Truth Frequency Radio
Nov 16, 2014

Savers were losing £7 billion a year to the currency rigging scandal that has led to huge fines for banks and calls for rogue traders to be imprisoned, The Telegraph can reveal.

Six banks in Britain and America were last week fined billions of pounds after staff colluded to rip-off their clients by fixing foreign exchange rates.

MPs called their behaviour “disgusting” and said traders who had rigged the markets to make vast profits should be tried for fraud.

Until now, the damage was presumed to be limited to large City institutions with which investment banks do business.

But calculations for this newspaper show how manipulation of foreign exchange rates also deprived millions of British workers of money that could have boosted their retirements.

Savers were left out of pocket because around half of all the pension money in Britain is invested in shares in overseas stock markets, such Apple in America or Renault in France.

Due to the complex way that fund managers buy shares in other countries, savers were very susceptible to the manipulation of exchange prices, currency firm New Change FX said.

It calculated that around £300 a year was being wiped off each of the 27 million policies held in Britain.

Andy Woolmer, managing director of New Change, said many of the fund managers controlling the assets completely unaware of the rip-off.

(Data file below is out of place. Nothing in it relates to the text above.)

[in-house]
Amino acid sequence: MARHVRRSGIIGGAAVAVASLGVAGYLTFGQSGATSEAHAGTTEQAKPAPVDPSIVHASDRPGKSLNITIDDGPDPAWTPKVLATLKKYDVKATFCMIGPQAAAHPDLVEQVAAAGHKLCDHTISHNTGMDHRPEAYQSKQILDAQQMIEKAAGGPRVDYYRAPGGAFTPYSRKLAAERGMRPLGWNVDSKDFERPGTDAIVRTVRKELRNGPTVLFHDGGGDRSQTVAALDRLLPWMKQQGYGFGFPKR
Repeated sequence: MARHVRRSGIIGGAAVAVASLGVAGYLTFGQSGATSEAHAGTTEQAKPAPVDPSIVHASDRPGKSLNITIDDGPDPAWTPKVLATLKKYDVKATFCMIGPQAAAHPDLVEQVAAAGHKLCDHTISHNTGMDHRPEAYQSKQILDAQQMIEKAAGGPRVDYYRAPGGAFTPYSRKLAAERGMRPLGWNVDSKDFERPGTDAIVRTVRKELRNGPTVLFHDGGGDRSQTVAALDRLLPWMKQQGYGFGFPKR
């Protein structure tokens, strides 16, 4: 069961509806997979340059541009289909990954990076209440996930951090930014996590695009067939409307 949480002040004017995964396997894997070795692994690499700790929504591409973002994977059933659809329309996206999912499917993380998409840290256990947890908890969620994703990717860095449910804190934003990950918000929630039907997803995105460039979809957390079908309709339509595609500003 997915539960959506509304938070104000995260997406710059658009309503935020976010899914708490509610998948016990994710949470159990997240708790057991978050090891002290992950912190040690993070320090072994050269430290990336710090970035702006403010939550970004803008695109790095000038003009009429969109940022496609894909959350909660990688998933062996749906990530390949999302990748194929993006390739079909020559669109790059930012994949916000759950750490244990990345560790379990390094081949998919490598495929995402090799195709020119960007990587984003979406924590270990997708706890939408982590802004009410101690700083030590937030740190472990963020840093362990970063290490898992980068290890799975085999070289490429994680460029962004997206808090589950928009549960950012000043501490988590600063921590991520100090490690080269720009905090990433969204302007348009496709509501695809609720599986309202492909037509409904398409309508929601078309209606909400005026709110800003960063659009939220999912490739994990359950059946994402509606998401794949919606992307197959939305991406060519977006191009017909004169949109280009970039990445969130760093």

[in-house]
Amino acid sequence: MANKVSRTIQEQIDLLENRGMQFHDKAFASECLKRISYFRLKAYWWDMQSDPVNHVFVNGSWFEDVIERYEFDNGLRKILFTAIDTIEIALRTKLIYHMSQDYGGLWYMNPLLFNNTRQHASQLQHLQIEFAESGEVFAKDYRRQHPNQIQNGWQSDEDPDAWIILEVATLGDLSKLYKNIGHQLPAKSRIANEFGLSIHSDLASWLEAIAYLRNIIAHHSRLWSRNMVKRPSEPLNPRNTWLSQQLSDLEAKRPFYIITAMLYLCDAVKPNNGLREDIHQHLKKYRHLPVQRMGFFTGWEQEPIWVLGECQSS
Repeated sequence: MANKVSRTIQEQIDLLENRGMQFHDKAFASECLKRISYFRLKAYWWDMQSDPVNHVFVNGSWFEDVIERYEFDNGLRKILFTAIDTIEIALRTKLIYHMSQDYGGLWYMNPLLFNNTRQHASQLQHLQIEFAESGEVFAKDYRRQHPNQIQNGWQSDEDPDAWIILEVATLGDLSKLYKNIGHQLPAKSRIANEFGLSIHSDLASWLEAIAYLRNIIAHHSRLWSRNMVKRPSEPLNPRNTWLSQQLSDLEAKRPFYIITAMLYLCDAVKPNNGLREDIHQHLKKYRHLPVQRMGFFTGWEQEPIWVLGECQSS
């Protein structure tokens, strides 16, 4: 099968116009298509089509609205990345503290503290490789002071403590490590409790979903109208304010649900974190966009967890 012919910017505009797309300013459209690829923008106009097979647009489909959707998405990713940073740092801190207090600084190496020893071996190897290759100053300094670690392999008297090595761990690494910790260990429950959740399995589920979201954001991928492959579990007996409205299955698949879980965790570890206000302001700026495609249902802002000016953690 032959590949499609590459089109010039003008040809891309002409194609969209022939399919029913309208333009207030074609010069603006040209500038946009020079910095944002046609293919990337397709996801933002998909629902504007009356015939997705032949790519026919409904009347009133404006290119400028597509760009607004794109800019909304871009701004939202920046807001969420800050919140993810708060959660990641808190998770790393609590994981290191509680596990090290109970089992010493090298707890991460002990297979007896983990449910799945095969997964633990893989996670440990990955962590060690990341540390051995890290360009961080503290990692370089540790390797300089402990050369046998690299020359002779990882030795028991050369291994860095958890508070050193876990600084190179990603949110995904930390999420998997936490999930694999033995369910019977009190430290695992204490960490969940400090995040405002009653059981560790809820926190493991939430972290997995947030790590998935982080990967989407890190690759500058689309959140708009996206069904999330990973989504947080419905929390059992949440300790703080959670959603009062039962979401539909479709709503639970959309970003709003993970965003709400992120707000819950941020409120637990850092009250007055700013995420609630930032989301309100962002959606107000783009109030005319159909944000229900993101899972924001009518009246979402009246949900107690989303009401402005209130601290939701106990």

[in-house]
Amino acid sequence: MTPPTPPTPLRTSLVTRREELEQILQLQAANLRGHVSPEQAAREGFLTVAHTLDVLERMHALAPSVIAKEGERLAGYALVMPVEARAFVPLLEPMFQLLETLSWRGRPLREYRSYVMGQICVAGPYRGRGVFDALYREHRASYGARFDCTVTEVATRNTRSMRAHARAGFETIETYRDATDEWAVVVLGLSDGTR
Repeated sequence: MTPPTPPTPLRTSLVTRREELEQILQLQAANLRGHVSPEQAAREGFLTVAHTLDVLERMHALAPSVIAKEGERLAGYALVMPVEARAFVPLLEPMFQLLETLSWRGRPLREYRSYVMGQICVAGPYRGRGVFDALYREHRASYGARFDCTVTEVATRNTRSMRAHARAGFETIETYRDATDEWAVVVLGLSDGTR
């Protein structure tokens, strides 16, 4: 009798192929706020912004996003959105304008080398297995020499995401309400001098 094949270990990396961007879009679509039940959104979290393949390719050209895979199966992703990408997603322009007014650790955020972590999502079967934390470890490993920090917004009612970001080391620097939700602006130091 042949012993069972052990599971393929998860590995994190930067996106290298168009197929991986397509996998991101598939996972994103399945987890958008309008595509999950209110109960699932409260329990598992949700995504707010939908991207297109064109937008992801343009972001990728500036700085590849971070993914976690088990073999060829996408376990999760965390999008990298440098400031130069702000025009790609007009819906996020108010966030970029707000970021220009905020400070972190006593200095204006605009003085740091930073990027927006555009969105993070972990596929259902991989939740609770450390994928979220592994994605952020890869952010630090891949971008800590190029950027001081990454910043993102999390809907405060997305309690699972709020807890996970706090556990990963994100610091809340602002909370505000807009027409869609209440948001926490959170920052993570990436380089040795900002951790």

He explained that most of the costs were incurred “in the background”.

When fund managers buy foreign shares, they need to convert British pounds into the appropriate denomination, whether dollars, euros, yen or another currency. Most funds will hold these shares for a long time, trading infrequently.

However, fund managers also buy a type of foreign exchange “insurance”, Mr Woolmer said, as investing abroad is particularly risky.

For example, if the value of the dollar collapsed overnight, each $1 of Apple shares would convert back into fewer pounds if customers wanted to cash in their savings.

So fund managers bought “hedging” contracts that would offset any losses caused by sudden movements in the market.

Mr Woolmer said two-thirds of all the foreign shares in British pensions were “hedged”, which meant around £7.5 trillion of “background” foreign currency trades were carried out each year.

Banks should have charged between 0.01 per cent and 0.02 per cent on each trade to cover their costs and make a small profit, he said. That would have removed around £28 from each pension policy in Britain, which he said was reasonable, with the total cost standing at £754 million.

However, Mr Woolmer said bankers in fact collected nearer 0.11 per cent, equal to £308 from every saver. That put the total bill at £8.3 billion – which meant more than £7.5 billion had been wiped off pensions in secret.